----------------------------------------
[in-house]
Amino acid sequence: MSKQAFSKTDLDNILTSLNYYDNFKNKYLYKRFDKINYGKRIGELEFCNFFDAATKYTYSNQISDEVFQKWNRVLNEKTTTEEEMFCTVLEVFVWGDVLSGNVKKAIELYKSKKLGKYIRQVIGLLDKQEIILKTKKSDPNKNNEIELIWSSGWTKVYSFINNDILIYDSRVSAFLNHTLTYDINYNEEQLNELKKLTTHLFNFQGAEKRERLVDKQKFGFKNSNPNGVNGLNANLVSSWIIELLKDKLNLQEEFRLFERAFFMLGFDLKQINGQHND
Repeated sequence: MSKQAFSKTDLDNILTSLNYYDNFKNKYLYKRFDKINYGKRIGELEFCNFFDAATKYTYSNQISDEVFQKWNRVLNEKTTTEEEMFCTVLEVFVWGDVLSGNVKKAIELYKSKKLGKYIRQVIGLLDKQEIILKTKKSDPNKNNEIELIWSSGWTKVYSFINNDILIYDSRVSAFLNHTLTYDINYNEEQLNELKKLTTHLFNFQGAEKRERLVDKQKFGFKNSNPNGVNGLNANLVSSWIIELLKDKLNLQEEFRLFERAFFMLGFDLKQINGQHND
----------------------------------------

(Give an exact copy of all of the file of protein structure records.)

[in-house]
Amino acid sequence: MSKQAFSKTDLDNILTSLNYYDNFKNKYLYKRFDKINYGKRIGELEFCNFFDAATKYTYSNQISDEVFQKWNRVLNEKTTTEEEMFCTVLEVFVWGDVLSGNVKKAIELYKSKKLGKYIRQVIGLLDKQEIILKTKKSDPNKNNEIELIWSSGWTKVYSFINNDILIYDSRVSAFLNHTLTYDINYNEEQLNELKKLTTHLFNFQGAEKRERLVDKQKFGFKNSNPNGVNGLNANLVSSWIIELLKDKLNLQEEFRLFERAFFMLGFDLKQINGQHND
Repeated sequence: MSKQAFSKTDLDNILTSLNYYDNFKNKYLYKRFDKINYGKRIGELEFCNFFDAATKYTYSNQISDEVFQKWNRVLNEKTTTEEEMFCTVLEVFVWGDVLSGNVKKAIELYKSKKLGKYIRQVIGLLDKQEIILKTKKSDPNKNNEIELIWSSGWTKVYSFINNDILIYDSRVSAFLNHTLTYDINYNEEQLNELKKLTTHLFNFQGAEKRERLVDKQKFGFKNSNPNGVNGLNANLVSSWIIELLKDKLNLQEEFRLFERAFFMLGFDLKQINGQHND